ballet is not only sexy, but tough?
Posted 19 December 2001 - 03:59 AM
There was also a photo of five ballerinas in underwear and stilettos posing provocatively in For Him Magazine. Here are some interesting reasons for doing that:
"There is a whole lot of negative ideas that dancers are anorexic and waif-like and there was a really good way of showing the girls as athletic and strong and sexy."
" What the ballet is trying to do is break down the barrier that ballet is just for the cultured--ballet is for everyone."
I'm not sure if it would be appropriate to post this. But I am just curious to hear how other people think about it.
[ December 19, 2001: Message edited by: NO7 ]
Posted 19 December 2001 - 07:16 AM
This sounds like a pretty stupid idea to me. If they want to entice the uninitiated into the ranks of the dedicated ticket buyers, I think that they're heading in the worst direction...and the idea of a webcam that can zero in on a "favorite dancer" - I can't imagine anything worse! Oy!
Voyeurism reaches a new low...or is it high? rolleyes.gif
The way to educate people to the multifaceted world of ballet is not to take the dancers' clothes off - but to offer lower ticket prices and more performances in a variety of locations...and to allow small groups of students to attend rehearsals with small scale "talks" with dancers of both sexes before and afterwards...to expose them to dance and music is one thing but underwear and stilettos?
Let's hear from some of our posters from Down Under!
Posted 19 December 2001 - 08:05 AM
I hpe that the article is talking about accessibility in the above quote, but I have a feeling it isn't. Maybe it's just me, but isn't culture for anyone (even if it's not for everyone)? Why should we make ballet for the uncultured? I'm all for making ballet available to everyone. I don't think it should or needs to become mass media. If it needs to do this to survive. . .maybe it shouldn't survive.
Posted 19 December 2001 - 08:33 AM
sr=2-2/ref=sr_2_11_2/002-9796590-5041629]. the pocket sized version "Mini Tutu" and the Australian Ballet Diary. All are packed with photos of AB dancers in various degrees of undress and very little tutus to be seen, there were no stilletos just pointe shoes. I'm not sure if the poses are similar but the books like the magazine spread aim to portray ballet dancers as strong, sexy etc. Many of the photos are quite impressive although some I'd have to say are bordering on soft porn (but then again I'm a tad bit conservative). I'll try to work up the courage to flick through FHM at the newsagent and I'll tell you what I think.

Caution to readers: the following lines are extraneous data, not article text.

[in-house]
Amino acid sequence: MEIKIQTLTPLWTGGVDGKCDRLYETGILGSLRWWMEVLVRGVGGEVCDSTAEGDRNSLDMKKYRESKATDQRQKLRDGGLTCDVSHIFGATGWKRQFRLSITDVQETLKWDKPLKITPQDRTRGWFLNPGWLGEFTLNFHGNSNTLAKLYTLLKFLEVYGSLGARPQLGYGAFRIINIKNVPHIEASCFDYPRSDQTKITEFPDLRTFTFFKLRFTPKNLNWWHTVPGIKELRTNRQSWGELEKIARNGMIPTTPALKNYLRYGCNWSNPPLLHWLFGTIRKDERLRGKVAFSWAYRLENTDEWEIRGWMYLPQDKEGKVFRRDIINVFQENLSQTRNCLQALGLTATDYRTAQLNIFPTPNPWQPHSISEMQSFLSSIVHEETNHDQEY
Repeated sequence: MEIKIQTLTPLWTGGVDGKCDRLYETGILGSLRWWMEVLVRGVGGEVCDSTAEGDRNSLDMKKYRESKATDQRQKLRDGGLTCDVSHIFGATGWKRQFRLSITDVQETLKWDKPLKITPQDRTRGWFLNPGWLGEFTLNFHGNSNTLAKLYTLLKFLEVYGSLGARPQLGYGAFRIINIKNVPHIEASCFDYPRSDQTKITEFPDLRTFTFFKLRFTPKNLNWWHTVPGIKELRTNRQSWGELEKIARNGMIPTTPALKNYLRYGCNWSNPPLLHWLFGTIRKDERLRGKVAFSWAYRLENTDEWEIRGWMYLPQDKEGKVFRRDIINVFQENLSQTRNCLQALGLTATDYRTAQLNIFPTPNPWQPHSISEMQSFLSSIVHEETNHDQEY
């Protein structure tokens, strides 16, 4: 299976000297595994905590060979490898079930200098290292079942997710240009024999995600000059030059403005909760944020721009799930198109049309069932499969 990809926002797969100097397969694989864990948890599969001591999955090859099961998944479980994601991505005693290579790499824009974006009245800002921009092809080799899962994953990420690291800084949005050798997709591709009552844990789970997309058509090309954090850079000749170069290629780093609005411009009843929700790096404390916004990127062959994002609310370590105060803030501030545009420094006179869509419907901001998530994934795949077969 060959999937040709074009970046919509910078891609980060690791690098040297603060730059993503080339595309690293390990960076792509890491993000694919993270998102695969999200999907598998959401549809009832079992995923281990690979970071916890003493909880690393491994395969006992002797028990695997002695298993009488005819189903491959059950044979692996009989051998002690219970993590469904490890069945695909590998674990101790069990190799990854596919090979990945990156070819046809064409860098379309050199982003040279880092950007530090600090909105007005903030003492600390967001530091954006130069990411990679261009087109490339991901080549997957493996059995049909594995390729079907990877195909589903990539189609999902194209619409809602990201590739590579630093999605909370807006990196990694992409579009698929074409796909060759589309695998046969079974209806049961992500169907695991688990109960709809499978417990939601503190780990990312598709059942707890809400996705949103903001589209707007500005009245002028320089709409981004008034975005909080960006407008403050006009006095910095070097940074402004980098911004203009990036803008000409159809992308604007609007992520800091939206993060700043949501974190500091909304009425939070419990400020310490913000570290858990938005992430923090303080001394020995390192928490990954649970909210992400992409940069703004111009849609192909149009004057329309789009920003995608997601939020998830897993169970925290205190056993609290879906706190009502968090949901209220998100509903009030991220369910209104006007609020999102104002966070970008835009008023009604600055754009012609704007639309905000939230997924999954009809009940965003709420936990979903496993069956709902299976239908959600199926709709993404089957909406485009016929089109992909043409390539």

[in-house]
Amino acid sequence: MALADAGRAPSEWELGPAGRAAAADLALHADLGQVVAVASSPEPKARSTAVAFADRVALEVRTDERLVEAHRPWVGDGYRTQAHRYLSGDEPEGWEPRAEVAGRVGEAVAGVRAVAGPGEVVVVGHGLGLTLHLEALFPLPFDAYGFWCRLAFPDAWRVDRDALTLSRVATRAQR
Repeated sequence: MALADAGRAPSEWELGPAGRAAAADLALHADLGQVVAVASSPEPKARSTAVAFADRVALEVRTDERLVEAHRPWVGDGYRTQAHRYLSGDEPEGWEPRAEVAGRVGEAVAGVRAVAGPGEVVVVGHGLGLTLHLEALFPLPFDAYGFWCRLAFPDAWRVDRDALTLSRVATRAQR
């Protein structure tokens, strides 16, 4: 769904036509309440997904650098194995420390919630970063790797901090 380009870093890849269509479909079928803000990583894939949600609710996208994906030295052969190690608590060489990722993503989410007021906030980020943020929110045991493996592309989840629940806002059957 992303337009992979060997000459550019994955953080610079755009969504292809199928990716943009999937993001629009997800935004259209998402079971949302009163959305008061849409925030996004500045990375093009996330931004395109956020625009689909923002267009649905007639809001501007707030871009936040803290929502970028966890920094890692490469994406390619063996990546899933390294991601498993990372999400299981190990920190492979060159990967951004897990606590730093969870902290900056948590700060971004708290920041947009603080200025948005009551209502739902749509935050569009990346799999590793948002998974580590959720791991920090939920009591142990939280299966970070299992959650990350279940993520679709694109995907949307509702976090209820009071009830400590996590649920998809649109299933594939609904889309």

If the uninitiated was actually enticed to go and see the AB by these pictures I think he's in for a big disappointment, there's not much nudity in Coppelia.
"...and to allow small groups of students to attend rehearsals with small scale "talks" with dancers of both sexes before and afterwards..." They actually do that and subscribers are also entitled. As for the webcam I think I might give that a try wink.gif , for educational purposes, of course.
[ December 19, 2001: Message edited by: attitude ]
[Edited by Alexandra to break the long link. You'll have to cut and paste it into your browser, but long links throw the margin and make the thread hard to read.]
[ December 19, 2001: Message edited by: alexandra ]
Posted 19 December 2001 - 11:33 AM
I haven't seen the photos either...they may actually be very well done for what they are...but to advertise the dancer's merits in the way described for the reasons said, does seem a bit far fetched.
We must always remember that "there's no accounting for taste"!! wink.gif
Leigh, I think it's safe to say ballet will never become mass media...at least we can hope!
Posted 19 December 2001 - 04:48 PM
I think it's just an excuse for the magazines to show skin, and I sense the meddling of the marketeers here -- skin sells.
It's amazing how many of the smaller or mid-sized American regional companies use nearly naked bodies -- as often beefcake as cheesecake -- juxtaposed with a woman in a tutu or nightgown on their brochures. The audience has become bifurcated -- or it's perceived that way by company managements, I think. Half wants "modern" which somehow has come to mean "nearly naked" and the other half wants "classical" which is often interpreted merely as anything where the dancers wear tutus (or nightgowns).
There's been a push in the last 20 years to see dance as sport -- you see a lot of young dancers with a signature line of "Dance is my sport." Sport pays big bucks. Sport is cool. Sport is on TV. Why wouldn't people, especially young people, want to emulate sport, especially when there is absolutely nothing else in school or media to tell them that art is anything at all?
[ December 19, 2001: Message edited by: alexandra ]
Posted 20 December 2001 - 07:34 AM
I do wonder if the "sex/skin sells" marketing strategy really change people's (by that I mean those who don't know any better) opinion/perception of ballet. I'd like to walk down the streets of Sydney showing people the offending photos and ask each of them "So what do you think of ballet and ballet dancers now?"
Sports have been using the same tactic to get people's attention for years. Almost every sport has a nude calendar, I think. But that's sports and little can be more artless. God forbid if companies resort to nudy calendars eek.gif even if it's called "tasteful nudity". Anyway do we really want the kind of audience targeted by this marketing at a ballet? They'll be too preoccupied perving at the dancers to appreciate the dancing (possibly while opening candy wrappers or making stupid comments to their dates rolleyes.gif ).
Despite some companies' need to "reinvent" it's image I'm fairly confident that Ballet can survive without selling out.
[ December 20, 2001: Message edited by: attitude ]
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